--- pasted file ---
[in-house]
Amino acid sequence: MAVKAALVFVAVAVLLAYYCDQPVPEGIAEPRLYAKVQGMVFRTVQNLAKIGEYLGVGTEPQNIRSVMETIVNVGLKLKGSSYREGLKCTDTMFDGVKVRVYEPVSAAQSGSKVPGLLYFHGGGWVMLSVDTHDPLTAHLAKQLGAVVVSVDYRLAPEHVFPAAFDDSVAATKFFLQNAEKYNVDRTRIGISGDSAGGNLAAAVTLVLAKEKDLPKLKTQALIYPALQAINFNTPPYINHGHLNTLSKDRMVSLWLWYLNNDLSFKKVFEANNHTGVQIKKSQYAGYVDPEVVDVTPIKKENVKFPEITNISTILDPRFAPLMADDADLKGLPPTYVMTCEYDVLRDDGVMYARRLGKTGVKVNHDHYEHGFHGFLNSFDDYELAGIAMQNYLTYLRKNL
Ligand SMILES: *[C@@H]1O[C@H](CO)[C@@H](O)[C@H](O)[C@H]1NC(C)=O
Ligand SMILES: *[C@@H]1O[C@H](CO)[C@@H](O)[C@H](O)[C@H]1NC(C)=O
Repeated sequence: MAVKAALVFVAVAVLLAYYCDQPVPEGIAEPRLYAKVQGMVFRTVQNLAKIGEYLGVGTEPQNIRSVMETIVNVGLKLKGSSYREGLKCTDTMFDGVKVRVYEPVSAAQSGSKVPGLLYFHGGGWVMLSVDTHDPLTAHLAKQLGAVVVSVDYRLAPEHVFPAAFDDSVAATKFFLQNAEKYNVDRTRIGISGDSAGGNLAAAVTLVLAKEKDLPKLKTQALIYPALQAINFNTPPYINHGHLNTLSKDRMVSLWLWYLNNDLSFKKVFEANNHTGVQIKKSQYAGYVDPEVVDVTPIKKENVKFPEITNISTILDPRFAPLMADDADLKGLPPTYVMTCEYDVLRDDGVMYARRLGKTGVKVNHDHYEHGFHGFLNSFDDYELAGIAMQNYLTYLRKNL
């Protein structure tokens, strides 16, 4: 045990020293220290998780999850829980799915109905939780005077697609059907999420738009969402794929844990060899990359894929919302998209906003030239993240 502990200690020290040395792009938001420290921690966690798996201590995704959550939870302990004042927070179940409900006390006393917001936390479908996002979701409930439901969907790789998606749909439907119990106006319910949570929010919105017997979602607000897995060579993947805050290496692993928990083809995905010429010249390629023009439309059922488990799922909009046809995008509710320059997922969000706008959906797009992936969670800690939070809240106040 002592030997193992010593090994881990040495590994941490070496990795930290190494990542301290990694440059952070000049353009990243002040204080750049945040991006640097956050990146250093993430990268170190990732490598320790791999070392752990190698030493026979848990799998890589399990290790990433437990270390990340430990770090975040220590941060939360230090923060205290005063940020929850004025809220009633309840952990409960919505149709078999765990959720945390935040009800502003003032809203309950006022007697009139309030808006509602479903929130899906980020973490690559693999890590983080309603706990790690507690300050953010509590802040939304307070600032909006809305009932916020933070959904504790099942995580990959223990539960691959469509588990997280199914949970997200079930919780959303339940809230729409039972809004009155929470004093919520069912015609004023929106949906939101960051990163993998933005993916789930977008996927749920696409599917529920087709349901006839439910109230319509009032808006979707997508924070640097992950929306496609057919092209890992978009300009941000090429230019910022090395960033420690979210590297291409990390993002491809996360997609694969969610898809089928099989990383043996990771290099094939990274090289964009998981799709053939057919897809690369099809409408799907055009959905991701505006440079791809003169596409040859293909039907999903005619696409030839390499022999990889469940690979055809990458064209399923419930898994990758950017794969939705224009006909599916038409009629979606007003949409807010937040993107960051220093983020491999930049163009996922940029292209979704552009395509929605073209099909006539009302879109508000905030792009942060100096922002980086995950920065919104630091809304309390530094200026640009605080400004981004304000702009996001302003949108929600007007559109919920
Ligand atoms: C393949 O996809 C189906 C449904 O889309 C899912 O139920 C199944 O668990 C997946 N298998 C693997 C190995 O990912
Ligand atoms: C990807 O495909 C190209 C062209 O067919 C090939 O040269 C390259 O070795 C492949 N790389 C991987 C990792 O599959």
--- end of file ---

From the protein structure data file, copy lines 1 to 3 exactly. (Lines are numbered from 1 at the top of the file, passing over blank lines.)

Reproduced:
[in-house]
Amino acid sequence: MAVKAALVFVAVAVLLAYYCDQPVPEGIAEPRLYAKVQGMVFRTVQNLAKIGEYLGVGTEPQNIRSVMETIVNVGLKLKGSSYREGLKCTDTMFDGVKVRVYEPVSAAQSGSKVPGLLYFHGGGWVMLSVDTHDPLTAHLAKQLGAVVVSVDYRLAPEHVFPAAFDDSVAATKFFLQNAEKYNVDRTRIGISGDSAGGNLAAAVTLVLAKEKDLPKLKTQALIYPALQAINFNTPPYINHGHLNTLSKDRMVSLWLWYLNNDLSFKKVFEANNHTGVQIKKSQYAGYVDPEVVDVTPIKKENVKFPEITNISTILDPRFAPLMADDADLKGLPPTYVMTCEYDVLRDDGVMYARRLGKTGVKVNHDHYEHGFHGFLNSFDDYELAGIAMQNYLTYLRKNL
Ligand SMILES: *[C@@H]1O[C@H](CO)[C@@H](O)[C@H](O)[C@H]1NC(C)=O